The Wallace Street Journal
Mining and Swilling
November 29, 2011
Salt Lake City, – I may have to become a Mormon. Turns out the last international airport in the United Snakes that gives even a nod and a wink to the weak and sinful amongst us is SLC, which extends a helping hand to those of us who've failed to kick the nicotine habit. At the end of every concourse at Salt Lake is a compound for cigarette smokers, choking down their last puff before embarking upon 12-hour, smoke-free and peanut-deficient flights. Perhaps the Mormons are teaching the rest of the nation a lesson in tolerance.
A half-dozen years ago, Detroit, MSP and even LAX provided such sanctuary inside Checkpoint Charlie, but those are long gone. Hell, it was not that many decades ago that the airlines served, with your multiple-course meal in coach, a 5-pack of Winstons to light up after dessert.
Northwest Airlines tried in vain to keep the smoking rooms open at its World Clubs, but was legislated out its of kindness by government authorities. Now, at those places, and all others in the U.S., you wanna smoke, go all the way outside and resubmit yourself to body cavity checks.
Lighting up in a wind- and rain-besotted outdoor hovel (you can't smoke on the other side of the street, where the terminal is) at Spokane, we were joined by a Transportation Security Administration agent who lit up. We did our normal friendly griping, to which she rejoined: “Yeah, it's reverse discrimination in a way. But it's to our benefit and our health. They're just trying to protect us from ourselves.” God help us: she meant it, and she's touching your junk every day.
So there's the upside of Delta's conquest of Northwest Airlines: Notwithstanding that a ride on Delta in coach class is tantamount to enduring a hemorrhoid-ectomy sans anaesthetic, at least they route you through Salt Lake and the last stand against intolerance.
San Francisco – Last Saturday fetched up that rarest of San Francisco days: no fog, no wind, no rain, just beautiful sunshine, as we wended our way across the Golden Gate northbound from downtown and wound up through the Mayacamas Mountains through a herd of tiny (by Idaho standards) but obviously well-fed black-tailed deer to Gordon Holmes' fabled Lookout Ridge Winery. And “lookout” it commands, over a spectacular, 360-degree view of the Sonoma and Napa valleys a thousand feet below.
We are on a mission: to taste Gordon's wine and talk about gold, silver, lead, zinc and copper mining. There was a side-bet, too; the San Francisco Hard Assets conference was going on downtown at an adjacent Marriott, but such seemed anti-climatic after a visit to the elusive Mr. Holmes' elusive, and exclusive, juice factory. It being before noon, the sips were shallow but significant: first a charming chardonnay, followed by a slurping of pinot and cab, as Gordon spun out his 61-year life-story as an investor, publisher, and now award-winning wine-maker.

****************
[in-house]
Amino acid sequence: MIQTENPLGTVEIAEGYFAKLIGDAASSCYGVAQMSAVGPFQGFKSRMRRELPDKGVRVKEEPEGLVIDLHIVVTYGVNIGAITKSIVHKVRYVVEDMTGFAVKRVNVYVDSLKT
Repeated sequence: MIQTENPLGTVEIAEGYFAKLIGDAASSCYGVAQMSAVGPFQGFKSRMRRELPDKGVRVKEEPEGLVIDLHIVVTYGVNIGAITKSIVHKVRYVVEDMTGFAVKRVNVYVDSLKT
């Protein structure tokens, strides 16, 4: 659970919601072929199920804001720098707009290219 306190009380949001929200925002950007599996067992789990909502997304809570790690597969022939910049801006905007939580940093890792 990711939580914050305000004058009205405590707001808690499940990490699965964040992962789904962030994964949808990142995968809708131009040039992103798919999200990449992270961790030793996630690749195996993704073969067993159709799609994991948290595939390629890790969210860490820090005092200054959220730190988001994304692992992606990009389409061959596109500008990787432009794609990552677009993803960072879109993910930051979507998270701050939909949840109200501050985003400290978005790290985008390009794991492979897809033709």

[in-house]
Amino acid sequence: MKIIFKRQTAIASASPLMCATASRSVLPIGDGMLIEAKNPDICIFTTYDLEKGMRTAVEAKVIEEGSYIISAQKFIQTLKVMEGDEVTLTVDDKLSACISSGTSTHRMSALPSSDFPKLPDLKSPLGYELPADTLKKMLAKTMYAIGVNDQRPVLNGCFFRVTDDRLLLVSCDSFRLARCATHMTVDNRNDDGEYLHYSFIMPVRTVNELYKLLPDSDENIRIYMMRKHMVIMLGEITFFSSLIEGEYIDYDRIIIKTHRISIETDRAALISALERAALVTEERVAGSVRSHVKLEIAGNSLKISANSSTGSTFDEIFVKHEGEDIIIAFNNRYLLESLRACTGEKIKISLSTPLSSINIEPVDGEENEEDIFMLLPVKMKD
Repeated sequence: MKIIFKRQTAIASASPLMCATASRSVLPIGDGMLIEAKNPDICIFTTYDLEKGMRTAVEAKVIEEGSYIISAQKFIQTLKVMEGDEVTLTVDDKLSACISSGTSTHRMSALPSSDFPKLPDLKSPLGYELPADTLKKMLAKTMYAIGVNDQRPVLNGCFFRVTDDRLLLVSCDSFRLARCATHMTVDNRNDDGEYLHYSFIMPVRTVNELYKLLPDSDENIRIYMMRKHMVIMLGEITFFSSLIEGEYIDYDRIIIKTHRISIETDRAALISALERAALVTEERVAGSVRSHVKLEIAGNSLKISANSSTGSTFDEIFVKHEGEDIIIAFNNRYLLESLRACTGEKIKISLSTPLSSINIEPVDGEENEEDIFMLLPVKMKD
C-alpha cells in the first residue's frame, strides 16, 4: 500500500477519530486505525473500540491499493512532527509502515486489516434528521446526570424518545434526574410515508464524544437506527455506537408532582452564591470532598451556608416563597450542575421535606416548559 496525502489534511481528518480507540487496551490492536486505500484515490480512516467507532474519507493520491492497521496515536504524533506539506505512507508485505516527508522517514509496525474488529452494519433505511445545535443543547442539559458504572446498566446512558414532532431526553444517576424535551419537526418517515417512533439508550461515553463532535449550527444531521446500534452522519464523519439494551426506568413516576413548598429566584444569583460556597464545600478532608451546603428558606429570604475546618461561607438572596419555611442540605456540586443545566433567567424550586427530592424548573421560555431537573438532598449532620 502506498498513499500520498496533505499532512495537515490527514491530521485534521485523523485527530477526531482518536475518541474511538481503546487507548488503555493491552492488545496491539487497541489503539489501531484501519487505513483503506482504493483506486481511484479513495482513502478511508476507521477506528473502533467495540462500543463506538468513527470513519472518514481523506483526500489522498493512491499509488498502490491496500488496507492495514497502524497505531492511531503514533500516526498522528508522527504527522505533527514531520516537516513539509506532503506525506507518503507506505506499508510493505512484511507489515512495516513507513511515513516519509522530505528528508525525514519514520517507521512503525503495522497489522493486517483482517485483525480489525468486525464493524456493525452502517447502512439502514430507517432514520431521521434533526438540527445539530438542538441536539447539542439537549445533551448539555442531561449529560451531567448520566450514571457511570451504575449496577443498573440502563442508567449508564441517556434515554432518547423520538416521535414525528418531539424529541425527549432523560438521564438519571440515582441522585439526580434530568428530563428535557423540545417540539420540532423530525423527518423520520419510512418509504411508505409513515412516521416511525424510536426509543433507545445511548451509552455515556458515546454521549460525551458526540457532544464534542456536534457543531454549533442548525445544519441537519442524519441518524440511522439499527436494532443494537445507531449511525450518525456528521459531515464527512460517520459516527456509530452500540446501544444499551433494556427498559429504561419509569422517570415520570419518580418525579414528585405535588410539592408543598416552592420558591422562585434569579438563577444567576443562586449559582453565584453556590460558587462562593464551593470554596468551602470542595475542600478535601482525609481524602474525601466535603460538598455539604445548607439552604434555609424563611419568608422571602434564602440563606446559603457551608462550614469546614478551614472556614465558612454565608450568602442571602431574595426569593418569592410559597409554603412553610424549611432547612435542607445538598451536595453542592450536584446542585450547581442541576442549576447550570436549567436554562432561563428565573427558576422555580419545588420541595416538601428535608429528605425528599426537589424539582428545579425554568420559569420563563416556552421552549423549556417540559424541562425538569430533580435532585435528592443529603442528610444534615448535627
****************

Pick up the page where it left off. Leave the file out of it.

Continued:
Gordon likes the high country better than the fabled valleys we survey below, for the purposes of growing grapes. Drainage is better, and the rockiness of the soil forces the vines to work a little harder, and the plants get a 360-degree view of the weather. He comes by viticulture and horticulture honestly: his grandfather, Harry, even co-wrote a book on how to grow stuff in this part of the world.
“I always knew I was going to be a wine-maker,” he recalls, winding up the life-story he is about to tell his guests. But first there was Wall Street to conquer: he bought his first mining stock at age 13 and sold it for a tidy profit. By the age of 21 he had acquired quite a bit of knowledge about the stock market and about the wine business. Next to conquer was the publishing world, which he did as a young Californian helping write the business plan for Investors Business Daily. He went out on his own, founding supply-side investor and broker print publications in New York and doing spectacularly well financially. Then at the end of the millennium he sold his print media, shed his Italian-tailored suits and returned to California to settle into his first passion: “making juice.”
A coincidence of conversation with neighbour Ken Behring and having his wife contract multiple-sclerosis, which confined her to a wheel-chair, got Holmes thinking about the plight of the several hundred million folks on the planet immobilized by accident of birth and without the means to get around. So now Gordon Holmes gives away a wheel-chair for every bottle of wine he sells. Even at $100 a bottle he takes a $300 hit for every wheel-chair that goes with it. “Corporate karma,” he calls it. How interesting it is, that silver mining companies have stepped up to Holmes's plate.
Wallace, Idaho – Perhaps our big government would better serve us by backing off its attack on smokers, and buying a few cases of Lookout Ridge wine instead.